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Google Fined in Belgium for Failure to “Forget”

The Belgian data protection authority announced today that it has imposed a fine of € 600,000 on the company Google Belgium for lack of compliance with the right to be forgotten, requested by a citizen.

In a historic decision to protect personal data, this was the highest fine imposed by that authority to date, as explained by the institution in a statement, quoted by AFP.

The citizen who filed the complaint, whose identity has not been revealed, but who is presented as a public figure, asked Google Belgium to “disassociate obsolete articles that damaged his reputation” found through that company’s search engines, the statement said.

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“Part of the pages that he wanted to see disassociated from his name relate to possible political labeling, which he refutes. A second part refers to a harassment complaint against him, which was declared unfounded many years ago,” he adds. the statement.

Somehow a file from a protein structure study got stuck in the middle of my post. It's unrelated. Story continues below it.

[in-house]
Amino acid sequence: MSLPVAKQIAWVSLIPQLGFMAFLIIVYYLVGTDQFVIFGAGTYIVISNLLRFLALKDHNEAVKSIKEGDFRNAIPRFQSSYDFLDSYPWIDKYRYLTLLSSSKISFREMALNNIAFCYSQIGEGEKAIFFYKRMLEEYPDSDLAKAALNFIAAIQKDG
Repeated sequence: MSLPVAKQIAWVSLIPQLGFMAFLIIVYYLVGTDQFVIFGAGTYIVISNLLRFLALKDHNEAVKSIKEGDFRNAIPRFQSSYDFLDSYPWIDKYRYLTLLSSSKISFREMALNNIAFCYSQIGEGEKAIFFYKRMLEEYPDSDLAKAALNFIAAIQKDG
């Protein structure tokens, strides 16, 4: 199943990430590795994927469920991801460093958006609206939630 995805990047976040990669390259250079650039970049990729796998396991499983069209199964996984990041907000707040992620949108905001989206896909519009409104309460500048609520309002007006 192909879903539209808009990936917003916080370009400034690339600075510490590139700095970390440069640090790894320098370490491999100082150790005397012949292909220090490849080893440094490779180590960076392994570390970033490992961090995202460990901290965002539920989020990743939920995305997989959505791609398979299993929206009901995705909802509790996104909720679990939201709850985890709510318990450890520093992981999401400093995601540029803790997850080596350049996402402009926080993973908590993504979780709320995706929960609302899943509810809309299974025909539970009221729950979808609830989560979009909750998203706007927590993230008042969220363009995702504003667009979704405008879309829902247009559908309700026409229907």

“Google made the decision not to remove the reference from any of the pages in question,” explained the data protection authority, who held the company responsible for a “serious breach” by refusing to disassociate the pages related to the report of harassment, because “the facts have not been proved, they are old and probably have serious repercussions” for the complainant.

“Google was negligent, given that the company had evidence of irrelevance and outdated facts,” said litigation chamber president Hielke Hijmans, who led the process.

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“This decision is historic for the protection of personal data in Belgium, not only for the value of the penalty, but also because it ensures that the complete and effective protection of the citizen is maintained in cases related to large international groups, such as Google, which has a very complex structure”, said Hielke Hijmans.

The head of Belgium’s data protection authority, David Stevens, stressed that the decision “is not only important for Belgian citizens, but is also proof of the ambition to better protect online privacy in collaboration with European partners, the which requires concrete actions against active players worldwide “.

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